Diseases on Marijuana Plants, and How to Treat Them
By Robert Bergman, ILoveGrowingMarijuana.com
Diseases on marijuana plants and infections usually create the worst possible issues for your plants. They have a tendency to be much harder to treat than pests. Diseases in your plants will usually come in one of two major categories: fungal or bacterial.
Fungal diseases are often caused by environments that are too damp or humid, or places which lack airflow. Fungal spores float around in the air looking for a suitably damp place to root down and if the environment is right, that suitably damp place might be on your cannabis plant.
Bacterial infections are often sneakier and harder to notice. They are spread by a number of different possible vehicles, ranging from insects and humans to rain and unclean soil or substrate. Bacteria can sometimes get into a plant and then leave it mostly untouched unless the plant is weakened by external stresses, at which point they can quickly take down the whole plant.
Proper treatment of a fungal or bacterial disease requires a knowledge of the potential symptoms, which we’ll list below. As always, the best defense against disease is prevention. Do your best to create an environment which is healthy for plants and inhospitable for fungus and bacterial growth.
Hydroponics systems are water-based, and without proper care, they can become havens for algae. Both cannabis and algae thrive in nutrient-rich water environments, but you really don’t want them to be sharing the same space. Algae will live on the roots of your plants, and thus deprive your cannabis of the nutrients necessary for the plant to develop properly in a hydroponics system.
Not to beat a dead horse, but your best defense is always preventative. Do your best to minimize the potential for algae growth before it occurs by the taking the proper precautions beforehand. Because algae and cannabis have similar requirements of water and light, it can be difficult to do this. The easiest way is to make sure that no light reaches the roots of your plants. Use an opaque, dark material to block out the light. If algae begins to develop, clean it out right away. Read more about Algae on marijuana plants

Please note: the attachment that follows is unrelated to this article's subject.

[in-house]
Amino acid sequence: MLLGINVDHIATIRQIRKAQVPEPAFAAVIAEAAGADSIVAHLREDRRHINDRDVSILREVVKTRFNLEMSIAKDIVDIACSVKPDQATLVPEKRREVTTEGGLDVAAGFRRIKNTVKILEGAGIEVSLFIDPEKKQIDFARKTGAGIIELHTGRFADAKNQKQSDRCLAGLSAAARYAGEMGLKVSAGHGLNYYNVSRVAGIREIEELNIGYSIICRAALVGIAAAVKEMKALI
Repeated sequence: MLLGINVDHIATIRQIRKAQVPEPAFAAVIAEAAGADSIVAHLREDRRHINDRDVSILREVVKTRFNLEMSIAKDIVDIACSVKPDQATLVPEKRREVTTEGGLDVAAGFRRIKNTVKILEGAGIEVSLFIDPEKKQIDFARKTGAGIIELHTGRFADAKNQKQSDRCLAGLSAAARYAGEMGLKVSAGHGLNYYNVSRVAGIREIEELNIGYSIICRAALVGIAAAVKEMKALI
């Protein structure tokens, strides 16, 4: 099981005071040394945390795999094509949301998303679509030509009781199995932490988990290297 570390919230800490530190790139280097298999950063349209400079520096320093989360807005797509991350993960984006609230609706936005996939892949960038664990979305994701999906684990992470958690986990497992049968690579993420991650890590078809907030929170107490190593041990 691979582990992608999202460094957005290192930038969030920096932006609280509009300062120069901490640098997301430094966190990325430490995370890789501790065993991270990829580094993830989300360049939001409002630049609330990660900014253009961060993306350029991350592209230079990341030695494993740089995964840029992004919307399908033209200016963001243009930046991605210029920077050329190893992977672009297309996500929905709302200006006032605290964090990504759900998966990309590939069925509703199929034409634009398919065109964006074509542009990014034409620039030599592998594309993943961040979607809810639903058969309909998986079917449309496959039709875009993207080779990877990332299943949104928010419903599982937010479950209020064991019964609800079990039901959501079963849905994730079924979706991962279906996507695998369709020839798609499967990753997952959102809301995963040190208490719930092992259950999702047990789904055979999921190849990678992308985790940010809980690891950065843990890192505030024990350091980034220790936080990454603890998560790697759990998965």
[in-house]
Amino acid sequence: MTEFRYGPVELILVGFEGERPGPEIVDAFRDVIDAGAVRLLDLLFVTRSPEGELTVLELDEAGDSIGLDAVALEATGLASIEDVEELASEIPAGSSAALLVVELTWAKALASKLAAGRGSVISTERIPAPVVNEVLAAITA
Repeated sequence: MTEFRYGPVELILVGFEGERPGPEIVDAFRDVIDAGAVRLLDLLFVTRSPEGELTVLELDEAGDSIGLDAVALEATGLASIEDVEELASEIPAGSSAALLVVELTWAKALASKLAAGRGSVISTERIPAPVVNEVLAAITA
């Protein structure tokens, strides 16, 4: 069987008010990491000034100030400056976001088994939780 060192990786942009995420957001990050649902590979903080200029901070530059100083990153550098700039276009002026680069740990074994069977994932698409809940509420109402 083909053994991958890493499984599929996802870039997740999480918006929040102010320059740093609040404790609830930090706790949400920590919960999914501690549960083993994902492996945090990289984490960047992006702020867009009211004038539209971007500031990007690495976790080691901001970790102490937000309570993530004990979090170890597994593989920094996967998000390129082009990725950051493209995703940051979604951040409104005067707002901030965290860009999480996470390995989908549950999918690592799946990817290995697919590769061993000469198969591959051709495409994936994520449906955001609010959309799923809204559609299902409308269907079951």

Bud rot (also gray mold or botrytis) is one of the most damaging of the possible infections your marijuana plants can face. It eats every part of the plant, not bothering to distinguish between buds and flowers or stalks and stems. The infection can spread very rapidly, so you want to take precautions to avoid letting gray mold take root in your plant’s environment. The disease prefers a cool but relatively humid environment. Keeping the temperature in your grow room above 70 degrees Fahrenheit will help, and make sure to monitor the humidity constantly so that it doesn’t get too wet.
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Another step can be to change clothes or wear protective gear before going into your grow room. The spores can attach themselves to clothing fibers and then release in the grow room if the environment feels appropriate. If all else fails and your plants develop gray mold, there a few different soaps and sprays you can use to help mitigate the damage and treat the plant. Marijuana Plant Protector is the best solution. Read more about Bud rot on marijuana plants
Leaf Septoria (also known as yellow leaf spot) produces yellow spots on the leaves of your cannabis plants. It’s a fungus which usually pops up on outdoor cannabis plants after they have been exposed to both heat and recent rain. The yellow spots initially develop on the lowest leaves of the plant and then work their way upwards. In the worst cases of Leaf Septoria, the entire leaf will turn yellow and begin to crumble. Generally, however, the leaves won’t die off, and the plants will survive.
Despite the fact that it isn’t usually lethal, yellow leaf spot can heavily inhibit the growth of the plant and its eventual yield. You can prevent yellow leaf spot by keeping the soil well-aerated and applying a fungicidal compound to your compost. If you still have trouble with yellow leaf spot, you can apply baking soda as a reactive measure. Read more about Leaf septoria on marijuana plants